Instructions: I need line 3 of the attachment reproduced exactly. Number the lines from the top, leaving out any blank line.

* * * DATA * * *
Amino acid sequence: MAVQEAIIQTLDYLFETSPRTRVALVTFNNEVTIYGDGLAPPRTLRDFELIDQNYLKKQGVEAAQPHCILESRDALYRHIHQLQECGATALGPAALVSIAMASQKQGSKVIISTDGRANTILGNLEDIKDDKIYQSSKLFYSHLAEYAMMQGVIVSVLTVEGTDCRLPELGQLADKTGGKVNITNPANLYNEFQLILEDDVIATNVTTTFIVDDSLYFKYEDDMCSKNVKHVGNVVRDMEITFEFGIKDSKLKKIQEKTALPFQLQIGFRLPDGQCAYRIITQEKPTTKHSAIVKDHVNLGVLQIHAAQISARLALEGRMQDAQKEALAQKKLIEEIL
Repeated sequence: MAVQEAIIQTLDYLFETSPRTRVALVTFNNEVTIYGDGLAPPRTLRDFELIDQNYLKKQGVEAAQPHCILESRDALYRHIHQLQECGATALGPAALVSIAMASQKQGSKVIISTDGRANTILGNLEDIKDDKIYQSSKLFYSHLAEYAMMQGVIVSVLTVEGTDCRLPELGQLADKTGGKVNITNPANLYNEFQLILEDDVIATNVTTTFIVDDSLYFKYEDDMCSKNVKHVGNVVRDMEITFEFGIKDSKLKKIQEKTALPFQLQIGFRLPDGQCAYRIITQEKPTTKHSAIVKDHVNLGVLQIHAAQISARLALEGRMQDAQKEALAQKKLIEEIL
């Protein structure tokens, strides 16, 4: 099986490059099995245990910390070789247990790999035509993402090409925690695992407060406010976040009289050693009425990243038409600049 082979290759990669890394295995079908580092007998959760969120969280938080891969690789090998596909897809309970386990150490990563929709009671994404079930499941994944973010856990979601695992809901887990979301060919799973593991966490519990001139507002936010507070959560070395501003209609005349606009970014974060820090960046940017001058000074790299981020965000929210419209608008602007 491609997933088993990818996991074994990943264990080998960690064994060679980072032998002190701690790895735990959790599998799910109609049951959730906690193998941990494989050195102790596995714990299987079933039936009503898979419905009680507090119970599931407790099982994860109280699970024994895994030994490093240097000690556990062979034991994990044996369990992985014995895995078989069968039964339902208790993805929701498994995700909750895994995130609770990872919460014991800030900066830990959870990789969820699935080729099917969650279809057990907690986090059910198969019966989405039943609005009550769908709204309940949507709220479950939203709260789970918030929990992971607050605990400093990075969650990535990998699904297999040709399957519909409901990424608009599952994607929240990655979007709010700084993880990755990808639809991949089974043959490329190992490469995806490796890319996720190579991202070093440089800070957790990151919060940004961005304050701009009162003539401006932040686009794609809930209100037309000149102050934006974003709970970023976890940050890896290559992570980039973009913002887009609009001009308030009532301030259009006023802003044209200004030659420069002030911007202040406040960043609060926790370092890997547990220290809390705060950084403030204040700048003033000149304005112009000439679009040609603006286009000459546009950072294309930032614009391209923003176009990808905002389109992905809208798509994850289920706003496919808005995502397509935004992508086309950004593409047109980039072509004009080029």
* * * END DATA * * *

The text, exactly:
């Protein structure tokens, strides 16, 4: 099986490059099995245990910390070789247990790999035509993402090409925690695992407060406010976040009289050693009425990243038409600049 082979290759990669890394295995079908580092007998959760969120969280938080891969690789090998596909897809309970386990150490990563929709009671994404079930499941994944973010856990979601695992809901887990979301060919799973593991966490519990001139507002936010507070959560070395501003209609005349606009970014974060820090960046940017001058000074790299981020965000929210419209608008602007 491609997933088993990818996991074994990943264990080998960690064994060679980072032998002190701690790895735990959790599998799910109609049951959730906690193998941990494989050195102790596995714990299987079933039936009503898979419905009680507090119970599931407790099982994860109280699970024994895994030994490093240097000690556990062979034991994990044996369990992985014995895995078989069968039964339902208790993805929701498994995700909750895994995130609770990872919460014991800030900066830990959870990789969820699935080729099917969650279809057990907690986090059910198969019966989405039943609005009550769908709204309940949507709220479950939203709260789970918030929990992971607050605990400093990075969650990535990998699904297999040709399957519909409901990424608009599952994607929240990655979007709010700084993880990755990808639809991949089974043959490329190992490469995806490796890319996720190579991202070093440089800070957790990151919060940004961005304050701009009162003539401006932040686009794609809930209100037309000149102050934006974003709970970023976890940050890896290559992570980039973009913002887009609009001009308030009532301030259009006023802003044209200004030659420069002030911007202040406040960043609060926790370092890997547990220290809390705060950084403030204040700048003033000149304005112009000439679009040609603006286009000459546009950072294309930032614009391209923003176009990808905002389109992905809208798509994850289920706003496919808005995502397509935004992508086309950004593409047109980039072509004009080029």